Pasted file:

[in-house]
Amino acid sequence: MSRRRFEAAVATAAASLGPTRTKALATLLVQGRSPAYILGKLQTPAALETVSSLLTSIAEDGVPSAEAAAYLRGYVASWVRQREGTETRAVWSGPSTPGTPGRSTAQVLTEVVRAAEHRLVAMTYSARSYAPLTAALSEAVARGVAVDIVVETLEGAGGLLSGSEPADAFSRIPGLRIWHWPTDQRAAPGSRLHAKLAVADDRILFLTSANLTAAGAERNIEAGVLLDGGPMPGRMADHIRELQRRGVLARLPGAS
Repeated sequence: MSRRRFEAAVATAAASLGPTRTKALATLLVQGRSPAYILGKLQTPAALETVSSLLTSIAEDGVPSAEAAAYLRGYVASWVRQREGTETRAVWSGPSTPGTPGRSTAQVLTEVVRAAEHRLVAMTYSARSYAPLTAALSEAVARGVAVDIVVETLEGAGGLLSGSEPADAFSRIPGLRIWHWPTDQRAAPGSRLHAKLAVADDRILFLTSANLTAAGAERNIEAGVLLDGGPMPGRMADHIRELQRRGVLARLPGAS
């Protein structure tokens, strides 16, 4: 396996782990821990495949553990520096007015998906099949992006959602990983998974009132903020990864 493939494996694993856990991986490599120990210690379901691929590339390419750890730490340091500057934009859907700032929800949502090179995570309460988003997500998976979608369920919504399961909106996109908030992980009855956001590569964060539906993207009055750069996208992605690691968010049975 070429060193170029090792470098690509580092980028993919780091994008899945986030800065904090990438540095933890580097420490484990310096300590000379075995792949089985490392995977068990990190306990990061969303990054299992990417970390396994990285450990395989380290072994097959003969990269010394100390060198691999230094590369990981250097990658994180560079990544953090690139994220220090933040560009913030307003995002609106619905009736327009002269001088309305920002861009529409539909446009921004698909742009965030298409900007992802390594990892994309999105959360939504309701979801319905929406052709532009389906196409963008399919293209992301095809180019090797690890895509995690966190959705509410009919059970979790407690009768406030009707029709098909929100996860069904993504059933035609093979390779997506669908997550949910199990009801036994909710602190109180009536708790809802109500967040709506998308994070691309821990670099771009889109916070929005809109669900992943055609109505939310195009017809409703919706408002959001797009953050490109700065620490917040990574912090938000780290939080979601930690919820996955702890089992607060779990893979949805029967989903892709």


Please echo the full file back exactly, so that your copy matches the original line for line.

[in-house]
Amino acid sequence: MSRRRFEAAVATAAASLGPTRTKALATLLVQGRSPAYILGKLQTPAALETVSSLLTSIAEDGVPSAEAAAYLRGYVASWVRQREGTETRAVWSGPSTPGTPGRSTAQVLTEVVRAAEHRLVAMTYSARSYAPLTAALSEAVARGVAVDIVVETLEGAGGLLSGSEPADAFSRIPGLRIWHWPTDQRAAPGSRLHAKLAVADDRILFLTSANLTAAGAERNIEAGVLLDGGPMPGRMADHIRELQRRGVLARLPGAS
Repeated sequence: MSRRRFEAAVATAAASLGPTRTKALATLLVQGRSPAYILGKLQTPAALETVSSLLTSIAEDGVPSAEAAAYLRGYVASWVRQREGTETRAVWSGPSTPGTPGRSTAQVLTEVVRAAEHRLVAMTYSARSYAPLTAALSEAVARGVAVDIVVETLEGAGGLLSGSEPADAFSRIPGLRIWHWPTDQRAAPGSRLHAKLAVADDRILFLTSANLTAAGAERNIEAGVLLDGGPMPGRMADHIRELQRRGVLARLPGAS
């Protein structure tokens, strides 16, 4: 396996782990821990495949553990520096007015998906099949992006959602990983998974009132903020990864 493939494996694993856990991986490599120990210690379901691929590339390419750890730490340091500057934009859907700032929800949502090179995570309460988003997500998976979608369920919504399961909106996109908030992980009855956001590569964060539906993207009055750069996208992605690691968010049975 070429060193170029090792470098690509580092980028993919780091994008899945986030800065904090990438540095933890580097420490484990310096300590000379075995792949089985490392995977068990990190306990990061969303990054299992990417970390396994990285450990395989380290072994097959003969990269010394100390060198691999230094590369990981250097990658994180560079990544953090690139994220220090933040560009913030307003995002609106619905009736327009002269001088309305920002861009529409539909446009921004698909742009965030298409900007992802390594990892994309999105959360939504309701979801319905929406052709532009389906196409963008399919293209992301095809180019090797690890895509995690966190959705509410009919059970979790407690009768406030009707029709098909929100996860069904993504059933035609093979390779997506669908997550949910199990009801036994909710602190109180009536708790809802109500967040709506998308994070691309821990670099771009889109916070929005809109669900992943055609109505939310195009017809409703919706408002959001797009953050490109700065620490917040990574912090938000780290939080979601930690919820996955702890089992607060779990893979949805029967989903892709």